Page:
There are several interesting ideas in this text, one of which is how this is an example of Jesus’ family relationships. Jesus’ mother tried to tell her son what to do concerning his earthly ministry, and Jesus gave a response that seems to have been less than respectful. He says in verse 4, "Woman, what concern is that to you and to me?" I can’t imagine even at this stage of my life calling my mama ’woman.’ Not without getting a back hand up the side of my head! But that is not the real point of contention in the scenario, for he also called her ’woman’ when he hung on the cross and was referring her to John as her new adopted son. Jesus’ use of the term ’woman’ was altogether solemn and respectful. But that next part, where he tells her that his time is not yet come, that’s where Jesus shows us that his earthly ministry was not to be determined by anyone but Jesus, not even his mother. The Roman Catholic Church makes an entire doctrine of how Mary deserves special attention above and beyond other people. They teach that prayers rendered to Mary are a way of smoothing things over with the Lord. After all, she is his mother. But Jesus was having none of that. The strange thing is that he eventually does what she wants, but he still says what he says to her, "My hour has not yet come." As if to say, "you may be right in what you’re saying, but neither you nor anyone else gets to tell the king of kings and lord of lords what to do. Even if you are my mother." Prayers to Mary may be well-intended, but according to this text, Jesus is still the man. Going to Mary may be what some have taught you to do, but the scripture here suggests that what Mary wants really won’t have any bearing on what Jesus does. He is going to do what he was called to do, whether or not his mother told him to.
Another interesting thing in this text is the presence of wine, and the ramifications of this in an evangelical setting. I was raised to abstain from all alcoholic beverages, that drinking was a sin, and smoking was a sin, and everything really was a sin. Some of you when we first met, you wanted to know if I thought it was all right to have a drink every now and then. And I know there are young people here who are listening to me, there are some alcoholics here as well, and some casual drinkers, some who enjoy a fine bottle of chardonay from time to time. And we have some fun considering the thought that Jesus not only never condemned the consumption of wine, but he even turned into an award-winning wine maker here in our text. One old preacher who insisted that drinking was a sin used to say, "Well if Jesus makes the wine, I’ll drink it. But I’m not touching anything made by Ernest and Julio." On the old show, Sanford and Son, the saintly character Aunt Esther quoted !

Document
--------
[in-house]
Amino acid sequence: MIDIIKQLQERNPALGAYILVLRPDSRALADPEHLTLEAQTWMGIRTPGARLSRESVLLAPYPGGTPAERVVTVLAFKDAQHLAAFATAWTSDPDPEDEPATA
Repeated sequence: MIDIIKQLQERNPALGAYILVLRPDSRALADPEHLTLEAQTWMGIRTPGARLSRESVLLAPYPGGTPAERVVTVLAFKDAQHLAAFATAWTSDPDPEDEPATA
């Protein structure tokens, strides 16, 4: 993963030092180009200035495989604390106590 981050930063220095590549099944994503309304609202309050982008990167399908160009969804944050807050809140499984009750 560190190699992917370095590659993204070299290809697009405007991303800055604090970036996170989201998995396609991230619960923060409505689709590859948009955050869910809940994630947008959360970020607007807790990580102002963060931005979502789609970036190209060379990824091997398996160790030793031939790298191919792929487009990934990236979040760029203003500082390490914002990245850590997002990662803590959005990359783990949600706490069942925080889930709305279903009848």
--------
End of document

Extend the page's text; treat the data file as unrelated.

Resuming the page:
Ephesians 5:18 which says, "Be not drunk with wine." To which Fred Sanford responded, "But it doesn’t say anything about ripple." I still don’t drink alcoholic beverages, and I intend to never have any in my home. Not only because I don’t like the taste, but because I hope to set an example for my children, that they will never see their father drunk because never even drank. Like the apostle Paul says, that’s me talking not the lord. Scripture affirms the drinking of wine, the enjoyment of such customs, but not the misuse or excess of such practices. We serve grape juice instead of wine for communion because we don’t want to be a stumbling block for the alcoholic, for whom one small taste could be disastrous. We don’t serve wine because there are often times minors partaking. We don’t serve wine because of our belief that what is being served is not as important as what it represents and symbolizes. Jesus said to do this in remembrance of him, to remember his sacrifice, to remember the means by which he died and purchased our salvation. Whether it’s wine or juice or water as was put in the pots in our text, it’s what you’re doing and not what you’re drinking that matters. Remember. Be not drunk with wine. It is never biblical to drink too much. Of course the same can be said about eating too much, but we won’t go there. Anything in excess can lead to trouble.
But Jesus was invited to a wedding, and the wine ran out. I wonder if we understand the ramifications of this circumstance in the ancient days. Weddings back then were not one day affairs, but could go on for weeks at a time. And everyone was invited. It could be safely assumed that the entire village of Cana was at the feast, and that for the wine to run out was something that could have signaled some serious trouble for the host. And I suppose the thought isn’t too lost on us here at the church. Several times in the past few years, we have had such great attendance on particular first Sundays that we were worried if we might run out of communion wine. The embarrassment of running out, not being able to serve folks who came to be served, and just not being prepared. They ran out of wine. Those of you who weren’t in church and didn’t have a valid excuse, imagine your New Year’s Eve party running out of wine. Imagine running out of champagne before the ball dropped in Times Square. This wedding was in trouble.